Black History Month

Public domain

Ragtime was an American musical style which enjoyed popularity between 1895 and 1918. It had its origins in African-American circles, bringing fame and publishing contracts to many Black American composers of the era.

In November, 1970, pianist Joshua Rifkin released the first of three recordings of rags for the Nonesuch label. "Scott Joplin: Piano Rags" went on to become Nonesuch's first million-selling release, marking the beginning of a ragtime revival.

 

Courtesy Photo

As San Antonio celebrates its Tricentennial anniversary, are we telling the entirety of the city's story? Is enough attention being paid to the contributions of different ethnic groups over time? 


Willie Ruff, In His Own Words

Feb 20, 2015
willieruff.com

I first heard of Willie Ruff in the mid 1980s when a casual friend gave me a cassette tape of Mr. Ruff playing Gregorian Chant at the Basilica of St. Luke's in Venice. It was not until years later that I ran across his autobiography, “A Call to Assembly.” Ever since then, I've wanted to know more about him. Over the years, I've collected most of his recordings, but have until now never had the opportunity to actually speak with him. I give credit to a snowy day in Connecticut that I finally got the interview I've dreamed about.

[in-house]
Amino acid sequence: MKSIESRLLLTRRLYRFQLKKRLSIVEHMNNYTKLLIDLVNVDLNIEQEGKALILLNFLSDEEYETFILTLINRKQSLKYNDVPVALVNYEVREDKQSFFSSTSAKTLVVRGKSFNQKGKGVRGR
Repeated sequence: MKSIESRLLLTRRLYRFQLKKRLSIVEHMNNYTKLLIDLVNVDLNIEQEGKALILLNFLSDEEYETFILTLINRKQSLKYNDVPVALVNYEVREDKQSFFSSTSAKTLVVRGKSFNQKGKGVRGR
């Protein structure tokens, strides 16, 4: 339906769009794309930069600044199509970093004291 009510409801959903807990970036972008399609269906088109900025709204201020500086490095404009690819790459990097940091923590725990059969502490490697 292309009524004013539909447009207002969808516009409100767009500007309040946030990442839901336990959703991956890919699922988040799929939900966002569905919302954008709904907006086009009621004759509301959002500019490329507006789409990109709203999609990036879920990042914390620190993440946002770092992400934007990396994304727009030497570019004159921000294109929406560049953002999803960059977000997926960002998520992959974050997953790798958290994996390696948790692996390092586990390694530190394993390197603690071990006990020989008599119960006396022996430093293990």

Nathan Cone

"The Migration Project" is a three-year initiative of The Renaissance Guild, a local black theater. It is the theatrical exploration of the historical and cultural identity of African-Americans, and by extension America. The issues generated by mass migration in the United States and in Europe have taken on a complex and often divisive urgency in recent years.

courtesy Institute of Texan Cultures

They’re a part of the American West that doesn’t get a lot of attention, but maybe it’s high time they did.  They were called the Buffalo Soldiers, and the Institute of Texan Cultures wants you to know about them.

“Buffalo Soldiers after the Civil War became very prevalent in West Texas as it led up into the Indian Wars.”

Greg Garret’s an Education Specialist with the Institute.

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